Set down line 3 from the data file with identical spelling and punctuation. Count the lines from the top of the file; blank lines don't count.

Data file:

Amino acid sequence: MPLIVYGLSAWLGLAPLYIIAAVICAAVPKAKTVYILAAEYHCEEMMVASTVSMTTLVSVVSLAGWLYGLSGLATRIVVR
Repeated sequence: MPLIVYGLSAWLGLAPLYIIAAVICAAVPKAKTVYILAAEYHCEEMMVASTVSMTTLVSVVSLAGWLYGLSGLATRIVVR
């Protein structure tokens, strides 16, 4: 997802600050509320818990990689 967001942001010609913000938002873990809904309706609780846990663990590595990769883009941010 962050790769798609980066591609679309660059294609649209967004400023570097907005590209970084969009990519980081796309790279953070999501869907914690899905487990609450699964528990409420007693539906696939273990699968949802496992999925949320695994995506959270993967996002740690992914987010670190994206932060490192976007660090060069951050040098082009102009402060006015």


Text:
């Protein structure tokens, strides 16, 4: 997802600050509320818990990689 967001942001010609913000938002873990809904309706609780846990663990590595990769883009941010 962050790769798609980066591609679309660059294609649209967004400023570097907005590209970084969009990519980081796309790279953070999501869907914690899905487990609450699964528990409420007693539906696939273990699968949802496992999925949320695994995506959270993967996002740690992914987010670190994206932060490192976007660090060069951050040098082009102009402060006015």